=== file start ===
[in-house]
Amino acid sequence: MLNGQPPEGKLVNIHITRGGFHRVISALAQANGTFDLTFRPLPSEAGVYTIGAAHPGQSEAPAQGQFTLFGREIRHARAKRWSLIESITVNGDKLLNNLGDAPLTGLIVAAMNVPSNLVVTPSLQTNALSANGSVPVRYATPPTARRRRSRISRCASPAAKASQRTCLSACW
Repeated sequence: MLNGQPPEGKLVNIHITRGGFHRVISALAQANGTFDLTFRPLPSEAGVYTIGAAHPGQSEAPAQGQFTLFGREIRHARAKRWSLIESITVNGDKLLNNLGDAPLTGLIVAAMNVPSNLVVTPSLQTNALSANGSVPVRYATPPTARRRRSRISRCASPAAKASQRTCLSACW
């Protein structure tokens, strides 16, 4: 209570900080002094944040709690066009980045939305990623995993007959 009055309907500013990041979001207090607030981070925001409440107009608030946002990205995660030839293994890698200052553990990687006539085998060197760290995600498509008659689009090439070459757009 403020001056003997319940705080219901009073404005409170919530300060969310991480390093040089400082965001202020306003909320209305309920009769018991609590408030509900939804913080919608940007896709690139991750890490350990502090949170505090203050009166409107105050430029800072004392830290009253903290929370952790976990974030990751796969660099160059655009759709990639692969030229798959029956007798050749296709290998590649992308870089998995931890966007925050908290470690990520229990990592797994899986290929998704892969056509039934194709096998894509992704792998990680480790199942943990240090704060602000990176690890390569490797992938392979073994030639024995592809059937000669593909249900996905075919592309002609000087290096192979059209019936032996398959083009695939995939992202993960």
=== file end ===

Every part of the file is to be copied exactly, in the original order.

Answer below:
[in-house]
Amino acid sequence: MLNGQPPEGKLVNIHITRGGFHRVISALAQANGTFDLTFRPLPSEAGVYTIGAAHPGQSEAPAQGQFTLFGREIRHARAKRWSLIESITVNGDKLLNNLGDAPLTGLIVAAMNVPSNLVVTPSLQTNALSANGSVPVRYATPPTARRRRSRISRCASPAAKASQRTCLSACW
Repeated sequence: MLNGQPPEGKLVNIHITRGGFHRVISALAQANGTFDLTFRPLPSEAGVYTIGAAHPGQSEAPAQGQFTLFGREIRHARAKRWSLIESITVNGDKLLNNLGDAPLTGLIVAAMNVPSNLVVTPSLQTNALSANGSVPVRYATPPTARRRRSRISRCASPAAKASQRTCLSACW
């Protein structure tokens, strides 16, 4: 209570900080002094944040709690066009980045939305990623995993007959 009055309907500013990041979001207090607030981070925001409440107009608030946002990205995660030839293994890698200052553990990687006539085998060197760290995600498509008659689009090439070459757009 403020001056003997319940705080219901009073404005409170919530300060969310991480390093040089400082965001202020306003909320209305309920009769018991609590408030509900939804913080919608940007896709690139991750890490350990502090949170505090203050009166409107105050430029800072004392830290009253903290929370952790976990974030990751796969660099160059655009759709990639692969030229798959029956007798050749296709290998590649992308870089998995931890966007925050908290470690990520229990990592797994899986290929998704892969056509039934194709096998894509992704792998990680480790199942943990240090704060602000990176690890390569490797992938392979073994030639024995592809059937000669593909249900996905075919592309002609000087290096192979059209019936032996398959083009695939995939992202993960």